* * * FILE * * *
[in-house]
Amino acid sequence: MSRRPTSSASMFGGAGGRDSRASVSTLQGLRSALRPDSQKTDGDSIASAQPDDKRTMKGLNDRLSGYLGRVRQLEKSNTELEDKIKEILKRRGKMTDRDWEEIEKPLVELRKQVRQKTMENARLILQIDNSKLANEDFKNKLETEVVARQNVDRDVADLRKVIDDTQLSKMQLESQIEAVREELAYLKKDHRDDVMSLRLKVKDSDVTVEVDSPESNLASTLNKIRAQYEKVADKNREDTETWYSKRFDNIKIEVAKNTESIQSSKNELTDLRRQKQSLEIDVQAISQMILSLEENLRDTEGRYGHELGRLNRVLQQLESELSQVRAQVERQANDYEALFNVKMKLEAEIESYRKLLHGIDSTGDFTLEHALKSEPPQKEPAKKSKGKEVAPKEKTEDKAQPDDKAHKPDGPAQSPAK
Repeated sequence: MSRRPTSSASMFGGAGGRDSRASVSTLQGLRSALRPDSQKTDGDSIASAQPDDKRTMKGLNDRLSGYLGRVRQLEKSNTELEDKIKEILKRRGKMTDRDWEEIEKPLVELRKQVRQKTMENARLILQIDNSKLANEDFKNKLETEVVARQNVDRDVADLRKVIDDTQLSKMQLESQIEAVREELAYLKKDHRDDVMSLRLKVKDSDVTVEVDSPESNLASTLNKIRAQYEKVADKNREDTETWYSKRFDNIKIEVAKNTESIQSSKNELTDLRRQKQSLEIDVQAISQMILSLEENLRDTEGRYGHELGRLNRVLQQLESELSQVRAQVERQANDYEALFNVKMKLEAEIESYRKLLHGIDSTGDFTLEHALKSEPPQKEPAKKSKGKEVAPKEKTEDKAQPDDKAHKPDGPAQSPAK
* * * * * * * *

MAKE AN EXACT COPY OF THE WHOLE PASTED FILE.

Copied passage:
[in-house]
Amino acid sequence: MSRRPTSSASMFGGAGGRDSRASVSTLQGLRSALRPDSQKTDGDSIASAQPDDKRTMKGLNDRLSGYLGRVRQLEKSNTELEDKIKEILKRRGKMTDRDWEEIEKPLVELRKQVRQKTMENARLILQIDNSKLANEDFKNKLETEVVARQNVDRDVADLRKVIDDTQLSKMQLESQIEAVREELAYLKKDHRDDVMSLRLKVKDSDVTVEVDSPESNLASTLNKIRAQYEKVADKNREDTETWYSKRFDNIKIEVAKNTESIQSSKNELTDLRRQKQSLEIDVQAISQMILSLEENLRDTEGRYGHELGRLNRVLQQLESELSQVRAQVERQANDYEALFNVKMKLEAEIESYRKLLHGIDSTGDFTLEHALKSEPPQKEPAKKSKGKEVAPKEKTEDKAQPDDKAHKPDGPAQSPAK
Repeated sequence: MSRRPTSSASMFGGAGGRDSRASVSTLQGLRSALRPDSQKTDGDSIASAQPDDKRTMKGLNDRLSGYLGRVRQLEKSNTELEDKIKEILKRRGKMTDRDWEEIEKPLVELRKQVRQKTMENARLILQIDNSKLANEDFKNKLETEVVARQNVDRDVADLRKVIDDTQLSKMQLESQIEAVREELAYLKKDHRDDVMSLRLKVKDSDVTVEVDSPESNLASTLNKIRAQYEKVADKNREDTETWYSKRFDNIKIEVAKNTESIQSSKNELTDLRRQKQSLEIDVQAISQMILSLEENLRDTEGRYGHELGRLNRVLQQLESELSQVRAQVERQANDYEALFNVKMKLEAEIESYRKLLHGIDSTGDFTLEHALKSEPPQKEPAKKSKGKEVAPKEKTEDKAQPDDKAHKPDGPAQSPAK